South Carolina Blues

May 1, 2016

Days 11-15.  One Hundred Books and One at a Time

Reflecting Motorhome at Lake Hartwell, SC.

Reflecting Motorhome at Lake Hartwell, SC.

Hartwell Lake in South Carolina was a good stopping place for us.  It is one of those Army Corps of Engineers campgrounds (McKinney) and was virtually deserted.  We camped on a peaceful lake before heading for the big city of Spartanburg.

Over 30 years ago Tom and I lived and worked in Spartanburg.  It is in the foothills of the mountains that cross North Carolina, only a stone’s throw from Asheville. We went back to visit Spartanburg about ten years ago, but this time we remembered virtually nothing about the town.

Tom, Anita, and Buren

Tom, Anita, and Buren

The main goal of this stop was to spend time with our friends Anita and Buren.  I taught with Anita at a prestigious women’s college, Converse, and Tom was Vice President at HyLube that was located in Pauline.  Anita Price Davis was Chair of the Education Department.  During her career, she has written over 100 books, and I have had the privilege of co-authoring at least three of those books. (Just google here name or use the link above!!!)  Buren Davis, back then, was a stellar worker for the Post Office.  And now he shoulders the responsibility of both homes and their lives together.  They fell in love over 40 years ago when they met at a gas station and the fire still burns.

Vegetable plate at Wade's Restaurant.

Vegetable plate at Wade’s Restaurant.

My size stools at Smith's Drugs in Forest City

My size stools at Smith’s Drugs in Forest City

For two days we haunted the local restaurants, toured their home, pond,  and farm, discovered our old home in Cowpens, (and the Revolutionary  Cowpen’s Battlefield where we spent holidays) and sprang through the campuses of Wofford and Converse.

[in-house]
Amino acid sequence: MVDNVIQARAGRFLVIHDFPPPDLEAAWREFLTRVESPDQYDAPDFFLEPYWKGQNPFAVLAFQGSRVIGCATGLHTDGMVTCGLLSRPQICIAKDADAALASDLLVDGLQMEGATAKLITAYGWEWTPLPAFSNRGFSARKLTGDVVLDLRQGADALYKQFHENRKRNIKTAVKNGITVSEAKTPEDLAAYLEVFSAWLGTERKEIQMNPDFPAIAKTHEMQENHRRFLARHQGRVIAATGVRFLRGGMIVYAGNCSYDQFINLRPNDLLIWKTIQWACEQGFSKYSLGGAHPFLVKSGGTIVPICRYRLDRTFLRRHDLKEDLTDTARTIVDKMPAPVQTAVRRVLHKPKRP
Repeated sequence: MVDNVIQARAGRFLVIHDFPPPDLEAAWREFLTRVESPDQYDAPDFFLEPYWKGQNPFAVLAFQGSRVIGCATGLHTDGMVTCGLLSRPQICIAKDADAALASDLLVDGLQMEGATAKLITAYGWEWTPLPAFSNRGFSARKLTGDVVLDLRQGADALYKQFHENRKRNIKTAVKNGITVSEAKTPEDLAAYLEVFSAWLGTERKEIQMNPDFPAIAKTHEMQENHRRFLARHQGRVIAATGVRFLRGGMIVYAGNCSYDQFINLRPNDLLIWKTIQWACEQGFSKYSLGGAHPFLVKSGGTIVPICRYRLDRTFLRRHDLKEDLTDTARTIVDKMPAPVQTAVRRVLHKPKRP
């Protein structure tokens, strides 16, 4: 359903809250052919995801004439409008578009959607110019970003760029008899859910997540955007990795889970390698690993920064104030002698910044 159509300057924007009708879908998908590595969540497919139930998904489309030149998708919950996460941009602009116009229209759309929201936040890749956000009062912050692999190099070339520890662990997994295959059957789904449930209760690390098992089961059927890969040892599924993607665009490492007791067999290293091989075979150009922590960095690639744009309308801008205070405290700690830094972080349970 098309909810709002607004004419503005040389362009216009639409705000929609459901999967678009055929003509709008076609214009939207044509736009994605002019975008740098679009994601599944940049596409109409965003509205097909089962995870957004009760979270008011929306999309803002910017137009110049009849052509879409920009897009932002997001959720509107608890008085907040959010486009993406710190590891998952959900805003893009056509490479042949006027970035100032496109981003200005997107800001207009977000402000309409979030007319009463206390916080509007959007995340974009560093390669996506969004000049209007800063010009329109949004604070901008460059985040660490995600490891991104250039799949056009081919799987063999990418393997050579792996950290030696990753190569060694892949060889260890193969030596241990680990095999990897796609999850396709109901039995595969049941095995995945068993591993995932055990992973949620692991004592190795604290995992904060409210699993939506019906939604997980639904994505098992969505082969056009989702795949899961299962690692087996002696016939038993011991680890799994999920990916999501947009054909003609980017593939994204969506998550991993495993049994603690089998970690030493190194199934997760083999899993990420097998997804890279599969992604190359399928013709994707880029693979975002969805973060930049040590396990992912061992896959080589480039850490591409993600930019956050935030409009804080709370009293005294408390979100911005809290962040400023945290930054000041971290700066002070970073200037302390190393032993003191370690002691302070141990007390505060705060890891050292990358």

Touring the Pond near their home.

Touring the Pond near their home.

Southern gentility surrounded and embraced us for the whole two days as we toured areas of Buren’s and Anita’s childhood.  It was a touching moment to view the grave of her father who was killed in WWII when he was 20.  Tom’s dad was, ironically, at the Battle of the Bulge too.

Tom and Anita in front of the Farm

Tom and Anita in front of the Farm

We visited the Price graves also.  Towns like Forest City, Ellenboro, Mooresboro, Boiling Springs,  — and Highway 74 seemed to be the most important road on the map.

Memorial to Anita's father killed in WWII.

Memorial to Anita’s father killed in WWII.

We talked and talked and talked.  Some of the oral history included fishing, Nascar races, Clemson Football, murders, and recent deaths of friends.

Barn and Corn Crib at the Farm.

Barn and Corn Crib at the Farm.

After eating our last big meal at The Southern Barbecue, Buren drove us to the new Krispy Creme donut factory and bought a half-dozen donuts for us.

Across from the new store is the old one where Tom and I experienced Krispy Cremes for the first time sitting on the stools at the counter.

Krispy Creme adventure tasting!

Krispy Creme adventure tasting!

It was difficult to leave Anita and Buren.  We began to sing the blues.  My dear friend (and sister, as she calls me) developed Parkinson’s disease last year.  Then, she fell and fractured her hip which threw her into hospital and rehabilitation stays.  We thought we were going to lose her.  Yet, still recovering she ordered a hot fudge ice cream cake for lunch at Smith’s Drugstore in Forest City, and never worried one minute about the calories.

Gorgeous Anita sitting in one of her mother's chairs at the farm.

Gorgeous Anita sitting in one of her mother’s chairs at the farm.

We can still hear them singing, “Ya’all come back now, ya here!!!”

(Please forgive the tardiness of this post.  Our hotspots nor the Hunting Island WIFI would not work.  We were in the dark for a few days. And WIFI was flickering when I composed this post so the pics are not exactly where I want them to be!)

This entry was posted in Anita Price Davis, Camping, Converse College, NC, Rving across America, Spartansburg, Uncategorized and tagged , . Bookmark the permalink.

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